• Uncertainty, knowledge and climate change 4 December 2015 Cabot Institute members appear on Earthsayers.TV to discuss uncertainty, knowledge and climate change.
  • Bristol academics support international climate talks 3 December 2015 Academics from the University of Bristol Cabot Institute are representing the University at the Conference of Parties (COP21), the United Nations climate change conference in Paris.
  • Cutting energy-related carbon emissions by 34 per cent will cost nothing, report finds 1 December 2015 Cities could make a significant contribution to cutting greenhouse gas emissions at zero net cost, according to a report published today by the ESRC Centre for Climate Change Economics and Policy at the University of Leeds and London School of Economics and Political Science.
  • Smart Internet Lab could change our future 30 November 2015 A new research centre that could become a world leader in communications, digital and autonomous systems research will be launched at the University of Bristol today [Monday 30 November].
  • Bristol postgraduates reap research rewards 27 November 2015 Six Bristol postgraduates have been awarded prizes for the exceptional quality of their research degree theses in the academic year 2014/15.
  • Environmental awards recognise Bristol’s student engagement 26 November 2015 Two University of Bristol projects are in the running for one of the UK’s most prestigious environmental awards, due to be announced this evening (26 November).
  • No substantive evidence for ‘pause’ in global warming 24 November 2015 There is no substantive evidence for a ‘pause’ or ‘hiatus’ in global warming and the use of those terms is therefore inaccurate, new research from the University of Bristol has found.
  • A row-bot that loves dirty water 23 November 2015 Taking inspiration from water beetles and other swimming insects, academics at the Bristol Robotics Laboratory (BRL) have developed the Row-bot, a robot that thrives in dirty water. The Row-bot mimics the way that the water boatman moves and the way that it feeds on rich organic matter in the dirty water it swims in.
  • From lab bench to backbench 23 November 2015 Two Cabot Institute academics from the University of Bristol will be swapping a lab coat for legislation when they visit the House of Commons for a week in Westminster. The week (23-26 November) is part of a unique pairing scheme run by the Royal Society- the UK’s national academy of science, with support from the Government Office for Science.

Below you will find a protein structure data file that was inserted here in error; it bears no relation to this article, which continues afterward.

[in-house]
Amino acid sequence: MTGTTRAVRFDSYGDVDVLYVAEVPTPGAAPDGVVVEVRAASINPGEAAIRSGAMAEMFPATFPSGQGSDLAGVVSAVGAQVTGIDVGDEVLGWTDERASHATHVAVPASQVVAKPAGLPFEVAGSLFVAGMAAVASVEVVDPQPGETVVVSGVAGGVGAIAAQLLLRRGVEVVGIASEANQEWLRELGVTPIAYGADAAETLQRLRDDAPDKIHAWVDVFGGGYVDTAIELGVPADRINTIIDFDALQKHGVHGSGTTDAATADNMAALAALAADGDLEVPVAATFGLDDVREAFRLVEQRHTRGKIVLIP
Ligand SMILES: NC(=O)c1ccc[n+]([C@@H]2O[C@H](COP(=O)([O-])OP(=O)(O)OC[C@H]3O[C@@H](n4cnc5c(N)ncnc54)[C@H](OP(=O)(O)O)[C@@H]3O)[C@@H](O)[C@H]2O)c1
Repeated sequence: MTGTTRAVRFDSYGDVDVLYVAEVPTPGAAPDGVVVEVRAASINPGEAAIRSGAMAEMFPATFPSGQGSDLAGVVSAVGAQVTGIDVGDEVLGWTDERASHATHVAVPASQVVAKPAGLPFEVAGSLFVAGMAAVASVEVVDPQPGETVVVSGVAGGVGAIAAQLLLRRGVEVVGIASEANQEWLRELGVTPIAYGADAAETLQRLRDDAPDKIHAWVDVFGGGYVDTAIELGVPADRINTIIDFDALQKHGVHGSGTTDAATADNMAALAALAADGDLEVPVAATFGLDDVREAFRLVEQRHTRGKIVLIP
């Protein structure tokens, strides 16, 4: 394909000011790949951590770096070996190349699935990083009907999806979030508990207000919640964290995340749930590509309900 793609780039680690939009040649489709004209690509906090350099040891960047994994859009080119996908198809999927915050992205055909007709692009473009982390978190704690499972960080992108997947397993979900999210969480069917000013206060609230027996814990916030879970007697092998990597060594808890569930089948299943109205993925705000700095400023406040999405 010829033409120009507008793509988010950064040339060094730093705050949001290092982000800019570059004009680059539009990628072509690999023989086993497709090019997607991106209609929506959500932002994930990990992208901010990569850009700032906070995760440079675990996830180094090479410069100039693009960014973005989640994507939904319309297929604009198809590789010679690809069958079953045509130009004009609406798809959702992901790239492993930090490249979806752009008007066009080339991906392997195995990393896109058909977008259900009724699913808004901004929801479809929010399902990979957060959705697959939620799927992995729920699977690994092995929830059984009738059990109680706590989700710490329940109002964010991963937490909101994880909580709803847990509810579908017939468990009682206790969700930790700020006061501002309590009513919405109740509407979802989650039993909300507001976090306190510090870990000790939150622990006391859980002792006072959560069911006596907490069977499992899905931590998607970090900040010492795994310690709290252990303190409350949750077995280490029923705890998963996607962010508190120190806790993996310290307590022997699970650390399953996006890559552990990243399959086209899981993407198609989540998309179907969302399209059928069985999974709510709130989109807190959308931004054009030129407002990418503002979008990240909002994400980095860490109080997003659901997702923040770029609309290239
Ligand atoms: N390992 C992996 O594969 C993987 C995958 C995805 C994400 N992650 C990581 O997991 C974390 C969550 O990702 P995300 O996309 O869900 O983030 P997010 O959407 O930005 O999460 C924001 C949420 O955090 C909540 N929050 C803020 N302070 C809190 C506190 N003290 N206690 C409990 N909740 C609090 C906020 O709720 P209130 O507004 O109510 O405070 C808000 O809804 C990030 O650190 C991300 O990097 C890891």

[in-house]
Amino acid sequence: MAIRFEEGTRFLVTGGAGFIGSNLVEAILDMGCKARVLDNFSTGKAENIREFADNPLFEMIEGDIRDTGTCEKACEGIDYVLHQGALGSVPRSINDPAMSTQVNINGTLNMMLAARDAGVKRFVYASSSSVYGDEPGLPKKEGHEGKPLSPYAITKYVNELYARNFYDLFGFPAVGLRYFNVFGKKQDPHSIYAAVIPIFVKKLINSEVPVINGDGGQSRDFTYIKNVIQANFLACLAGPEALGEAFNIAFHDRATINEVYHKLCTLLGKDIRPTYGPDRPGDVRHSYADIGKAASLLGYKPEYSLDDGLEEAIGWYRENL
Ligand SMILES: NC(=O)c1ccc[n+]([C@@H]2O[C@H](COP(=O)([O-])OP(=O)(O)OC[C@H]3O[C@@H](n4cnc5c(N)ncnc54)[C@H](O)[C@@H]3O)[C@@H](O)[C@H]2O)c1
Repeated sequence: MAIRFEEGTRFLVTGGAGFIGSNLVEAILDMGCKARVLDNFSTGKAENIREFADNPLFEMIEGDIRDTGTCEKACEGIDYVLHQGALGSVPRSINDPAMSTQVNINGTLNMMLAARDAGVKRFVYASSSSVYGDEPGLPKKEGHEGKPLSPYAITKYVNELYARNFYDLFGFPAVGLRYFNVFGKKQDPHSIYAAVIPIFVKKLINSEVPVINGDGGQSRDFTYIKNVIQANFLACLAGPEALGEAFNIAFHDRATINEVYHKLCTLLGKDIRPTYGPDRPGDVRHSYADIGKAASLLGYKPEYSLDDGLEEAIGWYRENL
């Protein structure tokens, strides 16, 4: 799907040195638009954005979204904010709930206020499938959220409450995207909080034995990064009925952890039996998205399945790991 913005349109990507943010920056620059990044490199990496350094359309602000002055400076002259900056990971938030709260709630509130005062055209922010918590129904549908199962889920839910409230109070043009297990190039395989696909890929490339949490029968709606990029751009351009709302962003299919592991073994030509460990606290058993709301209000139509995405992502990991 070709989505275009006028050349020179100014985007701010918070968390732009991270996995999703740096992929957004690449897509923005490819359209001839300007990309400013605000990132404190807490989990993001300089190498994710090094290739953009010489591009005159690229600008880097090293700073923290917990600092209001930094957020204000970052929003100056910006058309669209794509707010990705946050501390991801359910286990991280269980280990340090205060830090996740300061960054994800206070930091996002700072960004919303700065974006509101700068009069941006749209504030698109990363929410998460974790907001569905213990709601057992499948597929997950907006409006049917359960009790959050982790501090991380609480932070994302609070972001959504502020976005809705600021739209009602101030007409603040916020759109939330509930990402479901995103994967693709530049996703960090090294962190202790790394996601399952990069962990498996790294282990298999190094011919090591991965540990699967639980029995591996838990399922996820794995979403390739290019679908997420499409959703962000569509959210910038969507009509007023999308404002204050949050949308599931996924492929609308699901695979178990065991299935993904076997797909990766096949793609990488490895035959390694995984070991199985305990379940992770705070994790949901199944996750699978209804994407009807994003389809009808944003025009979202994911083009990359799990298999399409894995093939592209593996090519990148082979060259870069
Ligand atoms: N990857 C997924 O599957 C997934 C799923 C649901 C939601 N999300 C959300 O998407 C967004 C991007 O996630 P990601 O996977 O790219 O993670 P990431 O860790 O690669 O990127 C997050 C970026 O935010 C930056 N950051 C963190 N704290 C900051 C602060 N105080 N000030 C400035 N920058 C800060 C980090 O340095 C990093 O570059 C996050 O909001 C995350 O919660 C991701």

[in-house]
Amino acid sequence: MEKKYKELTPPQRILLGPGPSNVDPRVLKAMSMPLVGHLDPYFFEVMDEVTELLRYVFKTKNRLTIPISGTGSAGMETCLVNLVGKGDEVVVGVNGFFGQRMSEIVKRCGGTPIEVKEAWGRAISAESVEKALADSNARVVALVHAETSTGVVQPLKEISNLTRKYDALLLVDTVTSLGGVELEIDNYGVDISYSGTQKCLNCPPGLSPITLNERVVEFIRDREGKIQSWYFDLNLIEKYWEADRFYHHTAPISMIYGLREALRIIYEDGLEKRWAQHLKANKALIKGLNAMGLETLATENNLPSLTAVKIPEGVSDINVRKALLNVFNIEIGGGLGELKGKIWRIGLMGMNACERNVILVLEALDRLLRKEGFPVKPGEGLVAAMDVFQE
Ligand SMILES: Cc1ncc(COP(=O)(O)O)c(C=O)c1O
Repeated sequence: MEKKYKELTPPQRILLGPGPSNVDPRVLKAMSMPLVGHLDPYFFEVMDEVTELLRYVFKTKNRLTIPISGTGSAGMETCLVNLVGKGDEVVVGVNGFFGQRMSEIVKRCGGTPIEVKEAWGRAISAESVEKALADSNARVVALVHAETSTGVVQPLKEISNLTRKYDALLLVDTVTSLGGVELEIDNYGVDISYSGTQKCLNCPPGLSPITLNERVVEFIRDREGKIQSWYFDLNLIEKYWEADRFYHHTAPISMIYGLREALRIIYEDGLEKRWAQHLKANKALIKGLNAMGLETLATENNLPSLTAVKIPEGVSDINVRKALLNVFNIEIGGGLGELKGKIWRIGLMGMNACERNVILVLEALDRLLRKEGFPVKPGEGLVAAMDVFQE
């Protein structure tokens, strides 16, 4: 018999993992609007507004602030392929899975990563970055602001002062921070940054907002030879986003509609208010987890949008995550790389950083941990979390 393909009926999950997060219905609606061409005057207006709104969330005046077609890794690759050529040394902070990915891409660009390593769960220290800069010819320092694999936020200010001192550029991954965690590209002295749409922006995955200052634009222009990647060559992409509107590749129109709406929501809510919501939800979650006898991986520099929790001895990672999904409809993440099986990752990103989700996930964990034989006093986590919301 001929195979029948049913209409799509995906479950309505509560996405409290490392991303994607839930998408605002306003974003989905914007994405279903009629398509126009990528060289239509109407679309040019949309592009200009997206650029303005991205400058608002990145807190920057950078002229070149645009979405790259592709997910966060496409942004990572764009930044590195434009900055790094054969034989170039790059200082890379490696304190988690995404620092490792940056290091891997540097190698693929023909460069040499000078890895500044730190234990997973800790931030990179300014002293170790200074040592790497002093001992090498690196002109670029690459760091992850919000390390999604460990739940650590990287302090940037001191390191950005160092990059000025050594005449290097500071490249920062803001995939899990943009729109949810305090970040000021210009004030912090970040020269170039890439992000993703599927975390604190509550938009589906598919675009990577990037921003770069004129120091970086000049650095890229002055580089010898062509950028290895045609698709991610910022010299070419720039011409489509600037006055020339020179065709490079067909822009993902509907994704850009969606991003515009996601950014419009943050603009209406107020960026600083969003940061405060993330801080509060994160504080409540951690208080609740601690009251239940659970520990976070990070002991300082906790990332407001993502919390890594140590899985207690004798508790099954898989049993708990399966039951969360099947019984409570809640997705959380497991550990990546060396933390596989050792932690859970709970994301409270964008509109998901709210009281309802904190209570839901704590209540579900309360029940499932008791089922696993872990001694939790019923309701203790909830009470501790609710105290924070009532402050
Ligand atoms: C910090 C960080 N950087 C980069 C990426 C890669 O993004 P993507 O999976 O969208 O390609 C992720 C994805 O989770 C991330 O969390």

• Royal award recognises global impact of Bristol’s volcanology research 20 November 2015 The University of Bristol has been awarded the Queen’s Anniversary Prize for Higher Education – the highest accolade for any academic institution – in recognition of its world-leading research in volcanology.
  • Sea-level rise from Antarctic collapse 18 November 2015 A new study by scientists in the UK and France, including researchers at the University of Bristol, has found that Antarctic ice sheet collapse will have serious consequences for sea level rise over the next two hundred years, though not as much as some have suggested.
  • When did the Andes mountains form? 18 November 2015 The Andes have been a mountain chain for much longer than previously thought, new research from the University of Bristol suggests.
  • The Bristol Radiocarbon Accelerator Mass Spectrometer has arrived 17 November 2015 The University of Bristol is delighted to announce the arrival of a new radiocarbon accelerator mass spectrometry (AMS) facility in the UK.
  • University wins Green Capital Award 13 November 2015 The University of Bristol has won The Bristol Post’s Green Public Sector Award in recognition of its work in sustainability.
  • Flood hazard model helps the developing world 12 November 2015 A global flood hazard model, created by researchers at the University of Bristol, is helping developing countries to reduce the risks posed by flooding.
  • Early farmers exploited beehive products at least 8,500 years ago 11 November 2015 Humans have been exploiting bees as far back as the Stone Age, according to new research from the University of Bristol published in Nature today.